10. Chowdhury, F. (2020). Virtual Classroom: To Create a Digital Education System in
  11. Bangladesh. International Journal of Higher Education, 9 (3), 129-138.
  12. Farah, S., Ahmed, S. (2014). Potentials of e-learning in Bangladesh: An Analysis.
  13. Banglavision, 13 (1), 58-76.
  14. Harrison, G. (2020). English teaching and learning during the Covid crisis: online classes and upskilling teachers. Cambridge Assessment English.
  15. Haorton, M. (2019). Simple Random Sample: Advantages and Disadvantages. Investopedia.
  16. Hossain, M. (2018). Exploiting Smartphones and Apps for Language Learning: A Case
  17. Study with the EFL Learners in a Bangladeshi University. Review of Public Administration and Management, 6 (1).
  18. Islam, R. (2016). Use of Technology in Legal Education in Bangladesh: Challenges and Prospects. Green University Review of Social Sciences, 3, (1), 99-116.
  19. Li, C., Lalani, F. (2020). The COVID-19 pandemic has changed education forever. This is how. World Economic Forum.
  20. Mahmuda, M. (2016). Teaching and Learning through Technology in Bangladeshi
  21. Higher Education. International Journal of Scientific & Engineering Research, 7 (4), 257-262.
  22. Molina-Azorin, J. F. (2016). Mixed methods research: An opportunity to improve our
  23. studies and our research skills. European Journal of Management and Business Economics, 25, pp. 37-38.
  24. Naciri, A., Baba, M. A., Achbani, A., & Kharbach, A. (2020). Mobile Learning in Higher Education: Unavoidable Alternative during COVID-19. Aquademia, 4(1), ep20016.
  25. Raheem, B. R., Khan, A. (2020). The Role of E-Learning in COVID-19 Crisis. International Journal on Creative Research thoughts, 8 (3), 3135-3138.
  26. Rahman et al. (2019). English language teaching in Bangladesh today: Issues, outcomes and implications. Language Testing in Asia, 9 (9),
  27. Rahman, M., Pandian, A. (2018). A Critical Investigation of English Language Teaching in Bangladesh: Unfulfilled expectations after two decades of Communicative Language Teaching. English Today, 34 (3), 43-49.
  28. Reja, U., Manfreda, K. L., Hlebec, V., Vehovar, V. (2003). Open-ended vs. Close-ended Questions in Web Questionnaires. Developments in Applied Statistics.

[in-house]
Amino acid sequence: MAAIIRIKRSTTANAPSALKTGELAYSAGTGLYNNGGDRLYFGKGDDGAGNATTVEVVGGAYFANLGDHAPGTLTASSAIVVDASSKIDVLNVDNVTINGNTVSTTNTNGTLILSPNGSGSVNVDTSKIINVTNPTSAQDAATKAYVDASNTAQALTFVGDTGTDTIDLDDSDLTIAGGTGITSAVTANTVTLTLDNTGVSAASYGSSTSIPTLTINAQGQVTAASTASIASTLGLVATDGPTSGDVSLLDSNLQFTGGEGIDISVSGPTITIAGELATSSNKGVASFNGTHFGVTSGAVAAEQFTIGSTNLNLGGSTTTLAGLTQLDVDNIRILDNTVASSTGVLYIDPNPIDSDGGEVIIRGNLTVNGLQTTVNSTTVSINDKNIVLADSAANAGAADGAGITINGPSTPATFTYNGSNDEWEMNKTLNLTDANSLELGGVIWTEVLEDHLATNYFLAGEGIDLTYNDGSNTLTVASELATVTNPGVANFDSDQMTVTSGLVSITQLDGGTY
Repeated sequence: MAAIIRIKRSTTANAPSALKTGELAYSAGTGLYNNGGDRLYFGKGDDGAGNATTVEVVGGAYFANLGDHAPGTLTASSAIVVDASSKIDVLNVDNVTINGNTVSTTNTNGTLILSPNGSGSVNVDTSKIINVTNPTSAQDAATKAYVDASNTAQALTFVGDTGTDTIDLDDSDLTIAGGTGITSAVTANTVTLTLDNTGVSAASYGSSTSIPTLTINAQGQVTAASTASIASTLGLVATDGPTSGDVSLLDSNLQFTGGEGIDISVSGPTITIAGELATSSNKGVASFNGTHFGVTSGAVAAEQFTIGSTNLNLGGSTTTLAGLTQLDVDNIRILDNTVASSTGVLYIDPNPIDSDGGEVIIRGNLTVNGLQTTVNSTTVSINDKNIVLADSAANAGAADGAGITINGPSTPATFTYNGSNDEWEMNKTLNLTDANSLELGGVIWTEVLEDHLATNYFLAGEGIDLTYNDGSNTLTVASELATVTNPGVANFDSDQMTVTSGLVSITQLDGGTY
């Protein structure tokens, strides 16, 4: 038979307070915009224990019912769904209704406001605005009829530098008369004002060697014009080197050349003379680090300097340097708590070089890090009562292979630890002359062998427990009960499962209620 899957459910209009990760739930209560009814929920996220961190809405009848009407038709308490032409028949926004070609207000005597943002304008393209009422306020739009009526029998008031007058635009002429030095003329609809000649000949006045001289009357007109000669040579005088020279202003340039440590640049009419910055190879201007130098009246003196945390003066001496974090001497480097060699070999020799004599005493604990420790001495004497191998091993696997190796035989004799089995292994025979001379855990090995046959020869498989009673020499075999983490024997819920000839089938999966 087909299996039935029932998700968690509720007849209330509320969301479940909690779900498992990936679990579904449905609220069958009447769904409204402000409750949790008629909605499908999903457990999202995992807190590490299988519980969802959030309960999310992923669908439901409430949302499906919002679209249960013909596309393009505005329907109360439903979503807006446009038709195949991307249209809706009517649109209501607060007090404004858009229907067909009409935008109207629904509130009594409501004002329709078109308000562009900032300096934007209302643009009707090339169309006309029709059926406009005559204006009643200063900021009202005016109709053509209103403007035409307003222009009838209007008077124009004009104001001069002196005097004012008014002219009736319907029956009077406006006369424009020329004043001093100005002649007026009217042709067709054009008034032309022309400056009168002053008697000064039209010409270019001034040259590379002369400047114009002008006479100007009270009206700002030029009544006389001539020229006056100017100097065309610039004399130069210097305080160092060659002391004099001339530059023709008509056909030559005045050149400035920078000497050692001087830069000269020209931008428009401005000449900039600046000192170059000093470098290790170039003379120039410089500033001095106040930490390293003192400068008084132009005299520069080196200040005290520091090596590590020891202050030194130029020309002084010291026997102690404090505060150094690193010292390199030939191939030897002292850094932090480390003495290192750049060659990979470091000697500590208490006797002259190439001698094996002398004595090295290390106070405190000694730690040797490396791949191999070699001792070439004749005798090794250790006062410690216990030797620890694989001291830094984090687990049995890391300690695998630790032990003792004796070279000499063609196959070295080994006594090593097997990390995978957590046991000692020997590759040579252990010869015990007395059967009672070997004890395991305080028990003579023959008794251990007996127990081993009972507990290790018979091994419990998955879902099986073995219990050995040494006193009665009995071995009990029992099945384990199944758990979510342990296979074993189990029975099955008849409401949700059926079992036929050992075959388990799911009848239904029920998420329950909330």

29. Sarker, F., Mahmud, R., Islam, S., Islam, K. (2019). Use of e-learning at higher educational institutions in Bangladesh: Opportunities and challenges. Journal of Applied Research in Higher Education, 11(2), 210-213.
  30. Septinawati, S., Febriani, R.B., Tarwana, W., Syafryadin, S. (2020). Students’ Perceptions Toward the Implementation of Quipper School as an E-Learning Platform in Teaching English. Jadila: Journal of Development and Innovation in Language and Literature Education. 1(2), 223-238.
  31. Shenoy, V., Mahendra, S., Vijay, N. (2020). COVID-19-Lockdown: Technology Adoption, Teaching, Learning, Students Engagement and Faculty Experience. Mukt Shabd Journal, 9 (4). 697-702.
  32. Shohel, M. C., Kirkwood, A. (2012). Using technology for enhancing teaching and learning in Bangladesh: Challenges and consequences. Learning Media and Technology 37(4), 414-428. .
  33. Syahrial, S., & Syafryadin, S. (2020). Pelatihan menjadi guru bahasa Inggris kreatif dan milenial di sekolah menengah pertama bengkulu Tengah. Jurnal Inovasi Pengabdian Masyarakat Pendidikan. 1(1). 18-35.
  34. Syafryadin, S., Pratiwi, V. U., & Wardhana, D. E. C. (2021). Pre-service English teachers' experience with various CALL applications: Hindrances and reflection. Studies in English Language and Education, 8(1), 99-114.
  35. UNICEF Bangladesh (2020). Students in Bangladesh adjust to remote learning via national TV during COVID-19 lockdown.